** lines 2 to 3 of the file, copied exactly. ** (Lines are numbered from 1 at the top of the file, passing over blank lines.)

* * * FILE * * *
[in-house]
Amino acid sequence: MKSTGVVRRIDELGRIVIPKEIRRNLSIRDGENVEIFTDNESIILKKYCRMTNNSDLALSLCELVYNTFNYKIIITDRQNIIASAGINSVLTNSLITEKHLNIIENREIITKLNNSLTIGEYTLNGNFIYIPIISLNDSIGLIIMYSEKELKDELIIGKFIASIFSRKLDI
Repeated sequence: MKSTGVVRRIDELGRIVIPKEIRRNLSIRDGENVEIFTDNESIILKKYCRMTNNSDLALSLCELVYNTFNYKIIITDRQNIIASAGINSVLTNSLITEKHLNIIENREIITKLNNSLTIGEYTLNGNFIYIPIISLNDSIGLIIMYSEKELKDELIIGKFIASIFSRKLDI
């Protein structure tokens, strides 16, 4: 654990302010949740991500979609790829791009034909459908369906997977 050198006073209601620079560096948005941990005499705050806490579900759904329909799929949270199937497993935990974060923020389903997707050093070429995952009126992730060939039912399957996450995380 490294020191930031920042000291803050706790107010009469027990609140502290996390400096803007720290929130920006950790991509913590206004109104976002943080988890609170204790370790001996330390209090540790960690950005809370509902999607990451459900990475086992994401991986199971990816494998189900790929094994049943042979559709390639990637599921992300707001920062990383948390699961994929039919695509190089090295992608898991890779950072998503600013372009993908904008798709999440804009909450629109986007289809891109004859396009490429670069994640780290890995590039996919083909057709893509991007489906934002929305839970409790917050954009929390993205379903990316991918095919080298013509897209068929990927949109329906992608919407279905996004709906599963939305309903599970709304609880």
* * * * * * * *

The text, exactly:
Amino acid sequence: MKSTGVVRRIDELGRIVIPKEIRRNLSIRDGENVEIFTDNESIILKKYCRMTNNSDLALSLCELVYNTFNYKIIITDRQNIIASAGINSVLTNSLITEKHLNIIENREIITKLNNSLTIGEYTLNGNFIYIPIISLNDSIGLIIMYSEKELKDELIIGKFIASIFSRKLDI
Repeated sequence: MKSTGVVRRIDELGRIVIPKEIRRNLSIRDGENVEIFTDNESIILKKYCRMTNNSDLALSLCELVYNTFNYKIIITDRQNIIASAGINSVLTNSLITEKHLNIIENREIITKLNNSLTIGEYTLNGNFIYIPIISLNDSIGLIIMYSEKELKDELIIGKFIASIFSRKLDI